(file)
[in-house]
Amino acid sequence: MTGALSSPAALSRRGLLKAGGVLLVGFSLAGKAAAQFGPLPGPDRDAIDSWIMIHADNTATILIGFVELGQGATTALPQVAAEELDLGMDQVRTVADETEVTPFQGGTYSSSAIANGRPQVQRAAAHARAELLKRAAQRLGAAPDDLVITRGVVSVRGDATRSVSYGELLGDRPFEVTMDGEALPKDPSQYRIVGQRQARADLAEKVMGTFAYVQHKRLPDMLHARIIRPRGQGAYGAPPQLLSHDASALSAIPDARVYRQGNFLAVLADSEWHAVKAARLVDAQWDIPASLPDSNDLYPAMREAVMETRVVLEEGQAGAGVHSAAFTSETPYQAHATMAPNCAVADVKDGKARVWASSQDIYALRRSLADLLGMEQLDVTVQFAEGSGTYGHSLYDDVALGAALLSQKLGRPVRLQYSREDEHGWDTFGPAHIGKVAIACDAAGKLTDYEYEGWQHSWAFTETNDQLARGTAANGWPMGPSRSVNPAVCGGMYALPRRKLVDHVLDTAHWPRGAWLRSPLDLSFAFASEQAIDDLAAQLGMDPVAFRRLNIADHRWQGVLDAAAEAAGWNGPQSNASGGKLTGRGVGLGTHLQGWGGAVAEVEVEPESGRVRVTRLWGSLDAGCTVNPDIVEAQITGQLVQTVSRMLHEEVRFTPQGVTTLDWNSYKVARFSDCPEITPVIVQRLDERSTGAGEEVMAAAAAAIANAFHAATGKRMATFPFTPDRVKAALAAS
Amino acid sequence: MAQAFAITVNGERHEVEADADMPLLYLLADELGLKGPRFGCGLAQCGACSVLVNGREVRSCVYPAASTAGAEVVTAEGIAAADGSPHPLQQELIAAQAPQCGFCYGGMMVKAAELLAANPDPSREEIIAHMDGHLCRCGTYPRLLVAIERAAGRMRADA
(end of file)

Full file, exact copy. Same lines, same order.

[in-house]
Amino acid sequence: MTGALSSPAALSRRGLLKAGGVLLVGFSLAGKAAAQFGPLPGPDRDAIDSWIMIHADNTATILIGFVELGQGATTALPQVAAEELDLGMDQVRTVADETEVTPFQGGTYSSSAIANGRPQVQRAAAHARAELLKRAAQRLGAAPDDLVITRGVVSVRGDATRSVSYGELLGDRPFEVTMDGEALPKDPSQYRIVGQRQARADLAEKVMGTFAYVQHKRLPDMLHARIIRPRGQGAYGAPPQLLSHDASALSAIPDARVYRQGNFLAVLADSEWHAVKAARLVDAQWDIPASLPDSNDLYPAMREAVMETRVVLEEGQAGAGVHSAAFTSETPYQAHATMAPNCAVADVKDGKARVWASSQDIYALRRSLADLLGMEQLDVTVQFAEGSGTYGHSLYDDVALGAALLSQKLGRPVRLQYSREDEHGWDTFGPAHIGKVAIACDAAGKLTDYEYEGWQHSWAFTETNDQLARGTAANGWPMGPSRSVNPAVCGGMYALPRRKLVDHVLDTAHWPRGAWLRSPLDLSFAFASEQAIDDLAAQLGMDPVAFRRLNIADHRWQGVLDAAAEAAGWNGPQSNASGGKLTGRGVGLGTHLQGWGGAVAEVEVEPESGRVRVTRLWGSLDAGCTVNPDIVEAQITGQLVQTVSRMLHEEVRFTPQGVTTLDWNSYKVARFSDCPEITPVIVQRLDERSTGAGEEVMAAAAAAIANAFHAATGKRMATFPFTPDRVKAALAAS
Amino acid sequence: MAQAFAITVNGERHEVEADADMPLLYLLADELGLKGPRFGCGLAQCGACSVLVNGREVRSCVYPAASTAGAEVVTAEGIAAADGSPHPLQQELIAAQAPQCGFCYGGMMVKAAELLAANPDPSREEIIAHMDGHLCRCGTYPRLLVAIERAAGRMRADA